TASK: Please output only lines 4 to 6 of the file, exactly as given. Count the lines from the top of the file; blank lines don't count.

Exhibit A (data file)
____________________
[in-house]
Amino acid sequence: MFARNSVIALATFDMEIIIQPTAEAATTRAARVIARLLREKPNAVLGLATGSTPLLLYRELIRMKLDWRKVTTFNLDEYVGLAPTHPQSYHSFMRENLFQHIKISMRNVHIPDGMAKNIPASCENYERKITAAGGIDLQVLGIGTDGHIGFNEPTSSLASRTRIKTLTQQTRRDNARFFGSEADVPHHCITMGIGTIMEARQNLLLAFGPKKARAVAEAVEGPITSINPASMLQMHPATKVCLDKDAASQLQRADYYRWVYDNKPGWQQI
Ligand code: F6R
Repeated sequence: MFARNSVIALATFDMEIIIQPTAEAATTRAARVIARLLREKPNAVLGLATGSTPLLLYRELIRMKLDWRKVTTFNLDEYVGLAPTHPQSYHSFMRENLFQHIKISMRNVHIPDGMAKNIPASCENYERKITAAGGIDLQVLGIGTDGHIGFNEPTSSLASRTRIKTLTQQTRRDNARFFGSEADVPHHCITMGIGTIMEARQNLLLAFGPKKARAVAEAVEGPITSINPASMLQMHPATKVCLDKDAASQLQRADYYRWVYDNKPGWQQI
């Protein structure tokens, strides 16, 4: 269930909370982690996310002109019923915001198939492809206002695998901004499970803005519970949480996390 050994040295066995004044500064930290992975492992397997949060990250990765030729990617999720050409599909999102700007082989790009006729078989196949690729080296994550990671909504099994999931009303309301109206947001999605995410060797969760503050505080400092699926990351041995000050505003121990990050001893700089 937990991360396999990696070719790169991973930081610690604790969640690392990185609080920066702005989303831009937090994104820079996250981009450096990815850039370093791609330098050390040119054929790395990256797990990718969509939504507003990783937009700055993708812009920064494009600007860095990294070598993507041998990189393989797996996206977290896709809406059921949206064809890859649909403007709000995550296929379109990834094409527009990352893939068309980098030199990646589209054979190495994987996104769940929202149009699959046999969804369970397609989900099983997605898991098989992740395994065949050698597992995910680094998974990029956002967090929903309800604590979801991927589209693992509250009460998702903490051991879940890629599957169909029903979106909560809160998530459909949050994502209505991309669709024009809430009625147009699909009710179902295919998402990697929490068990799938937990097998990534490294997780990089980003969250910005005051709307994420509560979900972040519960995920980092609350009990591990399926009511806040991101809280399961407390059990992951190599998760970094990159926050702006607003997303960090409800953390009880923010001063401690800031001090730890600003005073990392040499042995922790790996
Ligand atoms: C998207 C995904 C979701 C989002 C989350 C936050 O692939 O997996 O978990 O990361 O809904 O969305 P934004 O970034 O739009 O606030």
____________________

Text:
Repeated sequence: MFARNSVIALATFDMEIIIQPTAEAATTRAARVIARLLREKPNAVLGLATGSTPLLLYRELIRMKLDWRKVTTFNLDEYVGLAPTHPQSYHSFMRENLFQHIKISMRNVHIPDGMAKNIPASCENYERKITAAGGIDLQVLGIGTDGHIGFNEPTSSLASRTRIKTLTQQTRRDNARFFGSEADVPHHCITMGIGTIMEARQNLLLAFGPKKARAVAEAVEGPITSINPASMLQMHPATKVCLDKDAASQLQRADYYRWVYDNKPGWQQI
């Protein structure tokens, strides 16, 4: 269930909370982690996310002109019923915001198939492809206002695998901004499970803005519970949480996390 050994040295066995004044500064930290992975492992397997949060990250990765030729990617999720050409599909999102700007082989790009006729078989196949690729080296994550990671909504099994999931009303309301109206947001999605995410060797969760503050505080400092699926990351041995000050505003121990990050001893700089 937990991360396999990696070719790169991973930081610690604790969640690392990185609080920066702005989303831009937090994104820079996250981009450096990815850039370093791609330098050390040119054929790395990256797990990718969509939504507003990783937009700055993708812009920064494009600007860095990294070598993507041998990189393989797996996206977290896709809406059921949206064809890859649909403007709000995550296929379109990834094409527009990352893939068309980098030199990646589209054979190495994987996104769940929202149009699959046999969804369970397609989900099983997605898991098989992740395994065949050698597992995910680094998974990029956002967090929903309800604590979801991927589209693992509250009460998702903490051991879940890629599957169909029903979106909560809160998530459909949050994502209505991309669709024009809430009625147009699909009710179902295919998402990697929490068990799938937990097998990534490294997780990089980003969250910005005051709307994420509560979900972040519960995920980092609350009990591990399926009511806040991101809280399961407390059990992951190599998760970094990159926050702006607003997303960090409800953390009880923010001063401690800031001090730890600003005073990392040499042995922790790996
Ligand atoms: C998207 C995904 C979701 C989002 C989350 C936050 O692939 O997996 O978990 O990361 O809904 O969305 P934004 O970034 O739009 O606030």